A rather big name from the standpoint of colonial history, little Malacca is actually far smaller than its less known brother Penang. Despite its diminutive size, the little town has a long history and a certain flair derived from its time as the colonial hot potato that bounced from Malay to Portuguese to Dutch to British hands.
Interestingly, despite the fact that half of Europe seems to have passed through Malacca, the layout of the old city initially seems distinctly Chinese rather than European. Beyond first impressions, a walk through the backstreets slowly reveals remnants of the town’s complex past including the oldest functioning mosque in Malaysia, the oldest functioning Catholic church in Malaysia, the oldest traditional Chinese temple in Malaysia, and the oldest Dutch building in the entire East.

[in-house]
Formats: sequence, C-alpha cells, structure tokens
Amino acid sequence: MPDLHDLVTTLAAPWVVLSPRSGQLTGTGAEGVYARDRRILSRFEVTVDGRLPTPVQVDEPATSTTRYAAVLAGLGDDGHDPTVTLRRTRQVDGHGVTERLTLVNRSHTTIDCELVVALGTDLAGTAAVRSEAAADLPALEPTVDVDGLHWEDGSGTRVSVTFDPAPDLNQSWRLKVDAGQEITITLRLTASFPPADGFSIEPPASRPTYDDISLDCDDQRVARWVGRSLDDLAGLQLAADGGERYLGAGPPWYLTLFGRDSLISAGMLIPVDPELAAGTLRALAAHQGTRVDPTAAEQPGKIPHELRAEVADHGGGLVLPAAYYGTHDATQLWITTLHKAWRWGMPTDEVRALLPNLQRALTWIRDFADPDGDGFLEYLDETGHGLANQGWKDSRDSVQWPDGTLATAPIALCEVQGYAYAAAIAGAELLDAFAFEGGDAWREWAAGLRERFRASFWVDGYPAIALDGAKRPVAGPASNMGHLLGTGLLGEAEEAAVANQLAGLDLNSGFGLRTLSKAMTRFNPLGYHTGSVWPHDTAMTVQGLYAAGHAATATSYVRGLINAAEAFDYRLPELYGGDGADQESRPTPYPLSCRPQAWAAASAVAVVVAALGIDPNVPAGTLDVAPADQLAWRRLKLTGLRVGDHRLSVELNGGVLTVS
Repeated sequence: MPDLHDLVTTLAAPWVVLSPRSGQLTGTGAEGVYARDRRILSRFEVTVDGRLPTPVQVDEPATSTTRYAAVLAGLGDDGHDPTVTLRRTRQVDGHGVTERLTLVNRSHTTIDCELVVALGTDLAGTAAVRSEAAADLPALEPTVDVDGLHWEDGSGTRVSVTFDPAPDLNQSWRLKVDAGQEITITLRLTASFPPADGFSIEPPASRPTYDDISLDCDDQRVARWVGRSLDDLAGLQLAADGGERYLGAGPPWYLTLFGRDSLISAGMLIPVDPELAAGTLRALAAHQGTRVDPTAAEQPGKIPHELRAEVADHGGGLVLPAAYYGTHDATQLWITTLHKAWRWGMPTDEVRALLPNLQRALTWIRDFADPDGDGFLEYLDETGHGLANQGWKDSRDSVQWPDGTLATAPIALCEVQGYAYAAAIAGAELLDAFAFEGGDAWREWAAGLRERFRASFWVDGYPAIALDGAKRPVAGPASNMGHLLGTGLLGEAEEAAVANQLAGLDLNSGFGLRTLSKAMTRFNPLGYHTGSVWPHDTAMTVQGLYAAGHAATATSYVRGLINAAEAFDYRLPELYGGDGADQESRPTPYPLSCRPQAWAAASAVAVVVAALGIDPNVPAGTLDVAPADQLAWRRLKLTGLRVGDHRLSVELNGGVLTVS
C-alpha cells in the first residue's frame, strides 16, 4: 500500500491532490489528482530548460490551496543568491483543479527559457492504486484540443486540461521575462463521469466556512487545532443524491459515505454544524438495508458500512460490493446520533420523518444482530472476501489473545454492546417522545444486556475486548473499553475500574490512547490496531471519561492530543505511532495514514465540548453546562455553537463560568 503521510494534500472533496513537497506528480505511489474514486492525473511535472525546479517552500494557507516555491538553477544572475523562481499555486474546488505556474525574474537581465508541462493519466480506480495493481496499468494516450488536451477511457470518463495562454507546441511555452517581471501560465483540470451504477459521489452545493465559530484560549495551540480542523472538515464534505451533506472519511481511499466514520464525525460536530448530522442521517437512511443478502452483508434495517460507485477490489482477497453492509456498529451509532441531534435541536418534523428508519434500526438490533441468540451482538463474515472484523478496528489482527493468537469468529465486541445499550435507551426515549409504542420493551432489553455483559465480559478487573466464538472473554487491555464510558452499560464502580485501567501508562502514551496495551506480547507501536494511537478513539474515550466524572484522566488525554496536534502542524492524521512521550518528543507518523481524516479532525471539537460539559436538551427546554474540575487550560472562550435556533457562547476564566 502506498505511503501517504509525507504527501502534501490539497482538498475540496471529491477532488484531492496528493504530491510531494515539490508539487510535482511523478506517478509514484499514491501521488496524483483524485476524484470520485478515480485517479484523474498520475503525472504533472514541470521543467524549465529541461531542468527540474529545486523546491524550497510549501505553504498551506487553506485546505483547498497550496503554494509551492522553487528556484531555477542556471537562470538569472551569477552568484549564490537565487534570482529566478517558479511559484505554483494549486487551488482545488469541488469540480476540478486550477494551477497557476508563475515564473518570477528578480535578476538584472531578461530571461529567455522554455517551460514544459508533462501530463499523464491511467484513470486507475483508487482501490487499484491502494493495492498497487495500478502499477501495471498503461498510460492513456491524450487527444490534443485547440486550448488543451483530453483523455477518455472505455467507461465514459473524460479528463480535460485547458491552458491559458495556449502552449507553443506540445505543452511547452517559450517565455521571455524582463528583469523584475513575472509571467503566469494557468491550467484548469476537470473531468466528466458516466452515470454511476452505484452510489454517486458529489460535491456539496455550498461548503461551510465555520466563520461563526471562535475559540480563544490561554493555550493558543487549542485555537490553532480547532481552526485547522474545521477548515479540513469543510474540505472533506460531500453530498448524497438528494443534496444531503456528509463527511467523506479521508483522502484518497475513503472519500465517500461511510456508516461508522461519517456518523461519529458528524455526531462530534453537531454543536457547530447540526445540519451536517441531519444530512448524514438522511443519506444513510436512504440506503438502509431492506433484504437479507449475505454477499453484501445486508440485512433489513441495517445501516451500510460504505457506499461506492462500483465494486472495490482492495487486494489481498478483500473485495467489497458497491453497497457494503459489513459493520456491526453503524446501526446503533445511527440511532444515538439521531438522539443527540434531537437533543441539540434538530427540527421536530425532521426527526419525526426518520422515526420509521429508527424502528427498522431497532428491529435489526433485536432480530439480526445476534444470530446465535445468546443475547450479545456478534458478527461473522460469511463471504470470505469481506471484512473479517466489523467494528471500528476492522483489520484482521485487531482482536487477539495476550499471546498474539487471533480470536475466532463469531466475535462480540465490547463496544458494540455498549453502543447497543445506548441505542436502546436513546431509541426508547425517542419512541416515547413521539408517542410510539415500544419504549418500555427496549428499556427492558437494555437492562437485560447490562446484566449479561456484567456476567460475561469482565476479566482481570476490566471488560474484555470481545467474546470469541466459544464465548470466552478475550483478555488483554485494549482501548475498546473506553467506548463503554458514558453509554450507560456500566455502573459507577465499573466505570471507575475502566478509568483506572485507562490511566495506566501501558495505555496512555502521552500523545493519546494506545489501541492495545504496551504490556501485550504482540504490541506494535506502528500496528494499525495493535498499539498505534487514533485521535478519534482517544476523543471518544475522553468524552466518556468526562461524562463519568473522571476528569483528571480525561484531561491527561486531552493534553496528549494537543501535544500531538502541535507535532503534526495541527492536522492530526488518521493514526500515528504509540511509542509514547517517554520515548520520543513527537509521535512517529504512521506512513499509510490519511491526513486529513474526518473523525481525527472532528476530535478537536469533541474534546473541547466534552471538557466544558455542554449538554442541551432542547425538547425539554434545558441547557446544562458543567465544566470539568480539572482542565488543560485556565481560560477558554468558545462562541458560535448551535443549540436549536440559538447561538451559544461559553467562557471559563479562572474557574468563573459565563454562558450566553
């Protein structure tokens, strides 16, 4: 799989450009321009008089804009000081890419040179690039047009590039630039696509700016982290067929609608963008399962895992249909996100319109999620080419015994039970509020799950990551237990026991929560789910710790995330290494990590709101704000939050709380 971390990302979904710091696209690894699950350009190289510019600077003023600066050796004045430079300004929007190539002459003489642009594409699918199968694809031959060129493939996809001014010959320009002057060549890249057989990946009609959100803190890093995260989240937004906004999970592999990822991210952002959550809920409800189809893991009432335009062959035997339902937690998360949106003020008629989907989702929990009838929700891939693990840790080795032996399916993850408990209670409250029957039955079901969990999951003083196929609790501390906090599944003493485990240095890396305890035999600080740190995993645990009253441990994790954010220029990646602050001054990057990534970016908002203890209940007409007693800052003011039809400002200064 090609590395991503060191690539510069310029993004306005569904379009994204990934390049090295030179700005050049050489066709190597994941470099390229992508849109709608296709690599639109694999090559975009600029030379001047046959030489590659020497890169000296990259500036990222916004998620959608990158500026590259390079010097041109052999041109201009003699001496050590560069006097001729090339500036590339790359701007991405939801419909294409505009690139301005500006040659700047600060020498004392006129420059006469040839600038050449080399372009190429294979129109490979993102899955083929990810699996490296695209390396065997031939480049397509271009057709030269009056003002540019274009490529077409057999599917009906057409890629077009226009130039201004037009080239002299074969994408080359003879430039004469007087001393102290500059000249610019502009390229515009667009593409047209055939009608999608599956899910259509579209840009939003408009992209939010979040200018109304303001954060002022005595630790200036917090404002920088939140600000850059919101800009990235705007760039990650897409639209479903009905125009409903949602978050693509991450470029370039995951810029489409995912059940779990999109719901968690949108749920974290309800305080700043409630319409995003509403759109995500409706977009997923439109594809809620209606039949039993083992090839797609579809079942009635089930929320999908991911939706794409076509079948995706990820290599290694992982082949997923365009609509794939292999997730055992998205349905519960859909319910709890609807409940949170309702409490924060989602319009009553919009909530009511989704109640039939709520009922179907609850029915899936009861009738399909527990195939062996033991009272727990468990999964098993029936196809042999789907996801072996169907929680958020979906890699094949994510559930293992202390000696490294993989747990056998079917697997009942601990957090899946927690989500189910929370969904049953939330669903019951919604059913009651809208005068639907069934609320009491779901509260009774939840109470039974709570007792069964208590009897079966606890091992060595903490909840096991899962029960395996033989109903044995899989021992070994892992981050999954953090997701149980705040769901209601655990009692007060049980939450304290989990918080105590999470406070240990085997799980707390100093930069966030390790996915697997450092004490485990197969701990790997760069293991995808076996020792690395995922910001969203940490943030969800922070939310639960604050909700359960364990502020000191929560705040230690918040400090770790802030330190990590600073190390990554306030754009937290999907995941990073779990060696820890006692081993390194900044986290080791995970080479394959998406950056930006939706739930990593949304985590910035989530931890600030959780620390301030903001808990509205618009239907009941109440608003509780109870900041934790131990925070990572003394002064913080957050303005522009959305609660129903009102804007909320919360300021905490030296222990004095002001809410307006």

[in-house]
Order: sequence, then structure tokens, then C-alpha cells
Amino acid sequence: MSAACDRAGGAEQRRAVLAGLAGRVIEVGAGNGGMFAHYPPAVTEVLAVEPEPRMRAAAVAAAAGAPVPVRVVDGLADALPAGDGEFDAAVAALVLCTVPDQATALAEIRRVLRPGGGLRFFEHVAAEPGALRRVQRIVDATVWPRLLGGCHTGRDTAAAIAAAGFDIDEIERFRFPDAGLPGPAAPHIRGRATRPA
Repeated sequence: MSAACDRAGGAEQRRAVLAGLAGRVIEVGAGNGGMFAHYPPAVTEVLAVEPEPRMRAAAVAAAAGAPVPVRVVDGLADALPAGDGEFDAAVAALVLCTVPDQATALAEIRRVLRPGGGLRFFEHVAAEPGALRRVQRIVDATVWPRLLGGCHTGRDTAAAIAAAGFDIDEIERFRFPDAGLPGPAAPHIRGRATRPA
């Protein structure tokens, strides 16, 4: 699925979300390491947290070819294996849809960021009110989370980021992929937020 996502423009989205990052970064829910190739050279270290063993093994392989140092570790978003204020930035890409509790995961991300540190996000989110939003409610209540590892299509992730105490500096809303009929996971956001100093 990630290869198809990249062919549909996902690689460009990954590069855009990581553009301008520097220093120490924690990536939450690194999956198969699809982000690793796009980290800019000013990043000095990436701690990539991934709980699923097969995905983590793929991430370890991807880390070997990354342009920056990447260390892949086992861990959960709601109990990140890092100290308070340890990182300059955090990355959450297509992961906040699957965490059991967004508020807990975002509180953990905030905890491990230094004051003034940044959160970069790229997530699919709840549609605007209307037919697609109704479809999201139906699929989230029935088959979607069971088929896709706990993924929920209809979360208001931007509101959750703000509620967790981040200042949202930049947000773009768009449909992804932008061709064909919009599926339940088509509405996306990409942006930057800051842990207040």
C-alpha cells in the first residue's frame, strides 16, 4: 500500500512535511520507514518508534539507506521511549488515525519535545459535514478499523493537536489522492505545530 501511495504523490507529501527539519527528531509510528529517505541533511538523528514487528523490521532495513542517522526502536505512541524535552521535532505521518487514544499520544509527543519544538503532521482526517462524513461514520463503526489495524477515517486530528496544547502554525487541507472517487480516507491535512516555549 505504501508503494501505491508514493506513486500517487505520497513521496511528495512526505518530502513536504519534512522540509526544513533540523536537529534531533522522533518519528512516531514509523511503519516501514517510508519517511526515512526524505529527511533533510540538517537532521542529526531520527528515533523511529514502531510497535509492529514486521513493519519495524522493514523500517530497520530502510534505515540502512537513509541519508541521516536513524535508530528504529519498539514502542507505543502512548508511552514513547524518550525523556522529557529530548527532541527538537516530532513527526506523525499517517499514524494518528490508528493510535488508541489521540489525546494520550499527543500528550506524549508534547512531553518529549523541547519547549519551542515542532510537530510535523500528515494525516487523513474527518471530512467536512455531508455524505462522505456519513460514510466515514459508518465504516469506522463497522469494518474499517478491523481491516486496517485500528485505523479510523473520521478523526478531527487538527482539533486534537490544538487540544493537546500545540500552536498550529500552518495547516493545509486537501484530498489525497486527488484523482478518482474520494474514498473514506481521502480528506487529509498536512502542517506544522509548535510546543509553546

There is definitely some impressive, if somewhat subtle, history here. A nice waterfront promenade, the Portuguese ruins on the hill, a selection of Chinese clan houses and the salmon-pink Dutch architecture around the town square create a nice atmosphere in which to spend a couple of days.
For us, the highlight was certainly the food. We sampled a range of dishes including Malacca’s famous Nyonya, Chinese, and Indian cuisines as well as Portuguese inspired dishes. Our favorites included Nyonya laksa, some amazing mango prawns, Assam pedas, and dim sum at Low Yong Mow.
Because of its historical importance, the old city of Malacca has been declared a UNESCO World Heritage Site. While we did enjoy Malacca, it is important to note that poor tourist development has noticeably marred the city. Disproportionately large hotels detract from the subtle beauty of the river area and the stupid Disneyland-style Menara Taming Sari viewing tower is beyond explanation. What knucklehead came up with that monstrosity? The old town also desperately needs to be pedestrianized – although that’s probably a long shot here in Asia.
But if you put your blinders on, Malacca is a wonderful place to stroll around, sample a variety of foods, and hang out in a relaxing coffee shop people watching as the world strolls by.